Thursday, July 28, 2016

Tort of fraudulent misrepresentation

Reposted from DelCotto Law Group: Kentucky Law: Elements of Fraud Claims By: Jamie L. Harris, Esq.

"Kentucky law . . .  recognizes the tort of fraudulent misrepresentation. In Kentucky, fraud by misrepresentation comprises six elements:
(1) the defendant must have made a material misrepresentation;
(2) that was false;
(3) that the defendant knew was false, or made with reckless disregard for its truth;
(4) that was intended to induce the plaintiff to act, based on the misrepresentation;
(5) that the plaintiff reasonably relied; and
(6) that caused the plaintiff injury.
Flegles, Inc. v. TruServ Corp., 289 S.W.3d 544, 549 (Ky. 2009). To be actionable, a misrepresentation. . . must relate to a past or present material fact. A mere statement of opinion or prediction may not be the basis of an action. This means . . . that forward-looking opinions about investment prospects or future sales performance . . . generally cannot be the basis for a fraud claim.” Ibid. Nor does “sales talk or puffing which is universal and an expected practice . . . amount to actionable misrepresentation. This is certainly true where the parties deal at arm’s length and have equal means of information.” McHargue v. Fayette Coal & Feed Co.,283 S.W.2d 170, 172 (Ky. 1955) (internal quotation marks omitted). A caveat to the necessary elements under either a fraud by omission claim or a fraudulent misrepresentation claim is that “mere silence does not constitute fraud where it relates to facts open to common observation or discoverable by the exercise of ordinary diligence, or where means of information are as accessible to one party as to the other.” Bryant v. Troutman, 287 S.W.2d 918, 920–921 (Ky.1956).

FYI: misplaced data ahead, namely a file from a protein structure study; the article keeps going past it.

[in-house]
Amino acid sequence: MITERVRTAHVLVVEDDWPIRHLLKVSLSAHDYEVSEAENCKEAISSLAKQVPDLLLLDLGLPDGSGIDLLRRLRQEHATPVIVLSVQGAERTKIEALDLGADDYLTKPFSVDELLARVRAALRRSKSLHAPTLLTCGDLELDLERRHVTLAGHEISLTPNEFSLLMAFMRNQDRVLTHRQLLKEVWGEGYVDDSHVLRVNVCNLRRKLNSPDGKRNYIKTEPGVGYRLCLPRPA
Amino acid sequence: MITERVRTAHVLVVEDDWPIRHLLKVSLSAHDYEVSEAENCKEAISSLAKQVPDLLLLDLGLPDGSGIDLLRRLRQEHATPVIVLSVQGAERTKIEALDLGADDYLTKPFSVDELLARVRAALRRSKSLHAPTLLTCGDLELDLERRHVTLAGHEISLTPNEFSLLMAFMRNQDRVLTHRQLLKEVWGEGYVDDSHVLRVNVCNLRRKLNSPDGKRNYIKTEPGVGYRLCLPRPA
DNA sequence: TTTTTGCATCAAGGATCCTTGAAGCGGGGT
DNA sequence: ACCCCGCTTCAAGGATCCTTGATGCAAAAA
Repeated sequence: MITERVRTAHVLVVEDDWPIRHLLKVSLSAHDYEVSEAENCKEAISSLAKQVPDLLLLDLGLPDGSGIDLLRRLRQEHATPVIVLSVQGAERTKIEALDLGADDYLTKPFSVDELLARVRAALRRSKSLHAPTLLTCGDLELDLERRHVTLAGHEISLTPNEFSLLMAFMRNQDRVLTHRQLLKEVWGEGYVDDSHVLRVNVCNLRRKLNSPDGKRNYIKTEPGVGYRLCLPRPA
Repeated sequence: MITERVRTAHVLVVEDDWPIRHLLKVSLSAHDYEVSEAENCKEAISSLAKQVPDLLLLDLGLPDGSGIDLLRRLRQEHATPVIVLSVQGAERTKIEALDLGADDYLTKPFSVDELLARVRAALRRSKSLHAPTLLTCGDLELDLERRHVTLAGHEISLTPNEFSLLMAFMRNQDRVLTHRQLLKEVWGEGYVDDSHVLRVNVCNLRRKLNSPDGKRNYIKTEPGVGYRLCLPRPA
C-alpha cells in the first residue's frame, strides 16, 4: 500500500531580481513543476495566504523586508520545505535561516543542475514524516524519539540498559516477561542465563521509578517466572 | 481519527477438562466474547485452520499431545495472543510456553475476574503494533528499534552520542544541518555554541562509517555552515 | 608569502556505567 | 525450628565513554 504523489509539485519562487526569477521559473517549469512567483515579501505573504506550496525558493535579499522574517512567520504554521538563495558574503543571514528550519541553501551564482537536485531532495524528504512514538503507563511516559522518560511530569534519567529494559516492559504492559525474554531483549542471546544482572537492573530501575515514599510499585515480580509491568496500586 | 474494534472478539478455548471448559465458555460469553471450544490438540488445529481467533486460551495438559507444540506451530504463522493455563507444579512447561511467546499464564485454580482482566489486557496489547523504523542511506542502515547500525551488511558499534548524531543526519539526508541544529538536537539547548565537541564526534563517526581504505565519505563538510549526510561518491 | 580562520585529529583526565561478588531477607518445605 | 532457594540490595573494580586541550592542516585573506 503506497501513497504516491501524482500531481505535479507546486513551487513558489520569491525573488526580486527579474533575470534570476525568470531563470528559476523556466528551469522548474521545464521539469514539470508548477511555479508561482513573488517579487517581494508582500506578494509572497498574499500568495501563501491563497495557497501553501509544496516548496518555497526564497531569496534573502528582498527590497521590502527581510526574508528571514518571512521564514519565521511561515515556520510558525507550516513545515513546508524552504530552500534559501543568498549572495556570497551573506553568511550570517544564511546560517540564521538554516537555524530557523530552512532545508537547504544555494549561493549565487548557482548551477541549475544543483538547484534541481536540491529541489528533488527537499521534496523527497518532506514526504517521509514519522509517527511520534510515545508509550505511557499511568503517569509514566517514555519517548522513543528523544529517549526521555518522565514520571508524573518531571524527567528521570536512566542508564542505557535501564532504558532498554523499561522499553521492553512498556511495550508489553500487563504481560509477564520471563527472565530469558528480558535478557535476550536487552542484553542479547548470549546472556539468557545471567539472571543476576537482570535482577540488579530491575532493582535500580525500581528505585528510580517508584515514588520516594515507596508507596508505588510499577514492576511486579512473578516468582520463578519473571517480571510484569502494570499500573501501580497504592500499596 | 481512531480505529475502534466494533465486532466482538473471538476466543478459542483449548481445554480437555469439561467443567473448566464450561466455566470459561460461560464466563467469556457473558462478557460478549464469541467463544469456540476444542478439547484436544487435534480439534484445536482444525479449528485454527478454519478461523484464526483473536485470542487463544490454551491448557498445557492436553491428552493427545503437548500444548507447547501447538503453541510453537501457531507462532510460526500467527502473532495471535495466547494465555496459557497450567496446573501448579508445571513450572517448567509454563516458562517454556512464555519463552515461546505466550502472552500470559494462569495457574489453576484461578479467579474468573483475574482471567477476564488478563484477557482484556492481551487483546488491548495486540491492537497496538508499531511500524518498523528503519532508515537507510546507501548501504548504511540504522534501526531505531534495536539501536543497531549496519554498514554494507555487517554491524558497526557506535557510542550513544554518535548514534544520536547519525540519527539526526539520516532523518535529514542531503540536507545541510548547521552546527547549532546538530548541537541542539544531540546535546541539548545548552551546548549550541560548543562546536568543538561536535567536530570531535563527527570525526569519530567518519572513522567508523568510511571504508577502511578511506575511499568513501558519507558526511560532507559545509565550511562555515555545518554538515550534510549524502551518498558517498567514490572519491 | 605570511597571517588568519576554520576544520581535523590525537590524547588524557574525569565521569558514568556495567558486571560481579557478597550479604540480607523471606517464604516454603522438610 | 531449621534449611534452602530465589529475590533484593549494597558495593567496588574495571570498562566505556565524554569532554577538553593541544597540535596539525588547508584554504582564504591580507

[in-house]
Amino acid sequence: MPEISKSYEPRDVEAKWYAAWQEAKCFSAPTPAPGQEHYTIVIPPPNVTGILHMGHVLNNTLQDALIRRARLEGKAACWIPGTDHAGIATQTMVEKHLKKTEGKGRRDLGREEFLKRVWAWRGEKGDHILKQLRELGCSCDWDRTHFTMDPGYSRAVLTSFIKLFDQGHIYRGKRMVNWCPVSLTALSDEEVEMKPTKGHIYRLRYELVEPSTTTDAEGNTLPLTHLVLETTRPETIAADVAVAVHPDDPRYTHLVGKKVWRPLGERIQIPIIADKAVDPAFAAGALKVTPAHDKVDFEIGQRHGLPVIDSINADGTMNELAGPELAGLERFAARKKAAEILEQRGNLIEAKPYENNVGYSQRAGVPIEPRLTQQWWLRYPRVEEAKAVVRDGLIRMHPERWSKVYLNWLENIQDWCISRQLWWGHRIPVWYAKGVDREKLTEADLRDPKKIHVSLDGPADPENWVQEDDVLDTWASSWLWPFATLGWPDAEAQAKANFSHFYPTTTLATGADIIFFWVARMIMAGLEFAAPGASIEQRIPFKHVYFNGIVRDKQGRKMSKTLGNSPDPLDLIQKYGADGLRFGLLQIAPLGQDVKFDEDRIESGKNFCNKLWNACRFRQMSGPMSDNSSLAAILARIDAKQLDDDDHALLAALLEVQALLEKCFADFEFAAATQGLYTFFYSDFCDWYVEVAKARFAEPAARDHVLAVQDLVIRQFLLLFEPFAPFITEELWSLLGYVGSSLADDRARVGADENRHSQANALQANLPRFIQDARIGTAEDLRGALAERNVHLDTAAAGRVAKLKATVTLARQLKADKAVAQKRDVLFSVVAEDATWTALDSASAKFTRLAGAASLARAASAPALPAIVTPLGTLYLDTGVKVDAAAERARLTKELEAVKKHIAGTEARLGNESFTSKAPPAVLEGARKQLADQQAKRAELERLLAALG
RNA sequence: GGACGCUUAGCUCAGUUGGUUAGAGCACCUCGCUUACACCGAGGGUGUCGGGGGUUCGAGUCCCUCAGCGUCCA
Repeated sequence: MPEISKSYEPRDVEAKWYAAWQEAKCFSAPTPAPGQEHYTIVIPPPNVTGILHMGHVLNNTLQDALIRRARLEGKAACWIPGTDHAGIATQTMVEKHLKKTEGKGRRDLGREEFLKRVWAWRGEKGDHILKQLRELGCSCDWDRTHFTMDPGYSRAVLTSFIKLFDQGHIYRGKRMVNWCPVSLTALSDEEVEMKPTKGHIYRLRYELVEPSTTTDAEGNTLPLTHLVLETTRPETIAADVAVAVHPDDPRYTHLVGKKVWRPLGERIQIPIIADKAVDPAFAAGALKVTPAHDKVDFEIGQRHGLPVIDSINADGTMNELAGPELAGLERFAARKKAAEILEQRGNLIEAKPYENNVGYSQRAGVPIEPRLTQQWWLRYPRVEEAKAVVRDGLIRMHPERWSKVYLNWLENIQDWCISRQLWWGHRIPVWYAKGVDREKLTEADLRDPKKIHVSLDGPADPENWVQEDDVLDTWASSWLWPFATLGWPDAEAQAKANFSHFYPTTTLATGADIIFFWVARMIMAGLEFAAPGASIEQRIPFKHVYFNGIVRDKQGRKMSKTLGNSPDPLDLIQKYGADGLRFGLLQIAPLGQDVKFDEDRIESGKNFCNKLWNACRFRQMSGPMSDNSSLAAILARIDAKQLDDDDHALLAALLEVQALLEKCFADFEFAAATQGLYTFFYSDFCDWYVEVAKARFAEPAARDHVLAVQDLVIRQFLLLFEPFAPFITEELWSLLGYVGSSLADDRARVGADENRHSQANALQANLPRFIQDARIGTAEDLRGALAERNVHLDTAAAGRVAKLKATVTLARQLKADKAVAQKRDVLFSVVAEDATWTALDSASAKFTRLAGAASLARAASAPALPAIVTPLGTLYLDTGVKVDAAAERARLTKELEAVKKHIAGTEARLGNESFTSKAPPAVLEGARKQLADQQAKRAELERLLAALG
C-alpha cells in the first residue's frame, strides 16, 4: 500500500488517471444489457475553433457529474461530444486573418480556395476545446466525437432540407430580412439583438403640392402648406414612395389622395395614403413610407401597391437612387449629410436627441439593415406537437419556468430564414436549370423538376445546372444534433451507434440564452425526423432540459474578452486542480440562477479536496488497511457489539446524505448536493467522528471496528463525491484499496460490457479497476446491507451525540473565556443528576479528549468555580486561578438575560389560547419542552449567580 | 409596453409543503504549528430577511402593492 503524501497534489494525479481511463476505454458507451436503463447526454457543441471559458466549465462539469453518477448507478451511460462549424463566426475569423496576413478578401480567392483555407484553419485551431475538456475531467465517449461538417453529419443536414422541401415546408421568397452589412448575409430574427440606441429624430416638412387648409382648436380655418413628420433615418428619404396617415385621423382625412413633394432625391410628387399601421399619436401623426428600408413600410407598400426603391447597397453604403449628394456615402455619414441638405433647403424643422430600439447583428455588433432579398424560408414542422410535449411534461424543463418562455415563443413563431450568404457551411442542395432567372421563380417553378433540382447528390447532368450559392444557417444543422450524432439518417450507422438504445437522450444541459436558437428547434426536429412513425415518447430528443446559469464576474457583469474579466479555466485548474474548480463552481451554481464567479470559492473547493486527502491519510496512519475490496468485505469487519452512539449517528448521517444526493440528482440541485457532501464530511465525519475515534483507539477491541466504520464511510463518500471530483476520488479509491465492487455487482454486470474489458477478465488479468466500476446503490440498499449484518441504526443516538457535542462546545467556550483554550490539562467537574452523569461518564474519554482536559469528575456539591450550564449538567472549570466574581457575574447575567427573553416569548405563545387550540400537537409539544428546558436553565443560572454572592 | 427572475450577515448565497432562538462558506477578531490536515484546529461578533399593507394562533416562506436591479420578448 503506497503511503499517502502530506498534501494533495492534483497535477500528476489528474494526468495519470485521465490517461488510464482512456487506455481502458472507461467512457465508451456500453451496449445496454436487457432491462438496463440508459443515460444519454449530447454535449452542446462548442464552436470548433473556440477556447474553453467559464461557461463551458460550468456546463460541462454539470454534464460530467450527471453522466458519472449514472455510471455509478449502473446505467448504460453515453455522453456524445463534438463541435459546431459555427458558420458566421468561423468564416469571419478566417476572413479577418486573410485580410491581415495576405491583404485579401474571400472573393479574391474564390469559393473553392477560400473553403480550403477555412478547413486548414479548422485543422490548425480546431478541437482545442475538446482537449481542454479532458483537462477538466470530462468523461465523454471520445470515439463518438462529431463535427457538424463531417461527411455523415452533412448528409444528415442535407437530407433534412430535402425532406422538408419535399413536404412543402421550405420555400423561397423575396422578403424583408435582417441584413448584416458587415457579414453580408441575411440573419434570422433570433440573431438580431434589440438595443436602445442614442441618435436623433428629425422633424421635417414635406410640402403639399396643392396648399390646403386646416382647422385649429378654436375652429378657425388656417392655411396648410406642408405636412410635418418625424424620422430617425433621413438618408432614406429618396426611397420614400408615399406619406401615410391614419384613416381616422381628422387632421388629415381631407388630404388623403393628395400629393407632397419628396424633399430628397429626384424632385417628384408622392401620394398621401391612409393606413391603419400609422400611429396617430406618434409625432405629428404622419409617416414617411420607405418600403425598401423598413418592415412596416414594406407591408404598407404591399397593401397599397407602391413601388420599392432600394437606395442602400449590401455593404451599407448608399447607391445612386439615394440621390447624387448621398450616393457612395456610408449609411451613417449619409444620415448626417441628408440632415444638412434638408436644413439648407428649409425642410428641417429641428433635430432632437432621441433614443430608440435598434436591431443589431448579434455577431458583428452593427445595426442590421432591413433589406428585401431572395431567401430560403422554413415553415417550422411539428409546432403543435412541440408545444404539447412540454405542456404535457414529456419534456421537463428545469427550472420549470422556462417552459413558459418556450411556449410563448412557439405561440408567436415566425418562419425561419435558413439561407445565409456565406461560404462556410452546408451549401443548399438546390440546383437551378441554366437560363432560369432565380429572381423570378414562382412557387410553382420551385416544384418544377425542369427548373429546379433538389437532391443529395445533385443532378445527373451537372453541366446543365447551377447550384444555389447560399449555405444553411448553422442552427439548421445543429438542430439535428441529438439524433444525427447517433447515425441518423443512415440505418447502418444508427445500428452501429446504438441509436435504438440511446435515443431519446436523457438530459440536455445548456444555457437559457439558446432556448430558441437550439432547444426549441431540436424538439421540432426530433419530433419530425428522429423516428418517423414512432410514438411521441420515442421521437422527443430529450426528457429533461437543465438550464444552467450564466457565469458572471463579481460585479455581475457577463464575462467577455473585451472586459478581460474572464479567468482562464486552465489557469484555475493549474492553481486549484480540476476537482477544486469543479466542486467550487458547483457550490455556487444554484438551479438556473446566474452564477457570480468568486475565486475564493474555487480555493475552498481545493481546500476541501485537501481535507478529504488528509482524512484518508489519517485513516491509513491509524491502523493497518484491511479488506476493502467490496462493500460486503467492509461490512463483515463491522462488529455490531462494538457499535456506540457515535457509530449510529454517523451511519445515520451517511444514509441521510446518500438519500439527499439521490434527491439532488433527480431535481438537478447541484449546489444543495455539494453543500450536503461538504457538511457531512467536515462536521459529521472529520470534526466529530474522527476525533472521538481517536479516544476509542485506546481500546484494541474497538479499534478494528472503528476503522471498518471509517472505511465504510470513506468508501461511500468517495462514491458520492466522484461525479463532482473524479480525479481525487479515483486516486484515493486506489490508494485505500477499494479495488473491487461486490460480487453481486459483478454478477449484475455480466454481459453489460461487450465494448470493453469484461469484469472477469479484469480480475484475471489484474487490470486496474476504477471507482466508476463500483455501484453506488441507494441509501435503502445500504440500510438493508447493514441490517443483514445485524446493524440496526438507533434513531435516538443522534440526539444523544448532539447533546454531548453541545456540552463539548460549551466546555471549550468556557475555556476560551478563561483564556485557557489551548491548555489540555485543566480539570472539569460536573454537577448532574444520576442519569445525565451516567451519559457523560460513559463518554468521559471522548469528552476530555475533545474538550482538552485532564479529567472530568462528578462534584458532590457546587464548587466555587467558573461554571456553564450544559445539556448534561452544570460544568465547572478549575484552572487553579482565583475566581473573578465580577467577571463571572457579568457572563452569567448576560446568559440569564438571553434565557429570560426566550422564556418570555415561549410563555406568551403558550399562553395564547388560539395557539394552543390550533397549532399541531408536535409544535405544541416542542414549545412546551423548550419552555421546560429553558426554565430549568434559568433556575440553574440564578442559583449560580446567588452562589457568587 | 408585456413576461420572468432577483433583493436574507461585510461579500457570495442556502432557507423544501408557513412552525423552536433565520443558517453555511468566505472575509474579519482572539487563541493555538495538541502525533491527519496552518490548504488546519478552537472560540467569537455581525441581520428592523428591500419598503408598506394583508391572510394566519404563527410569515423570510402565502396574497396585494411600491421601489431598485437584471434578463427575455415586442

Tom Fox, J. D.
Southern Specialty Law Publishing Company
Louisville, Kentucky

A division of Accountable Kentucky Incorporated
a Kentucky Non-profit corporation

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This is not legal advice and I am not a lawyer.

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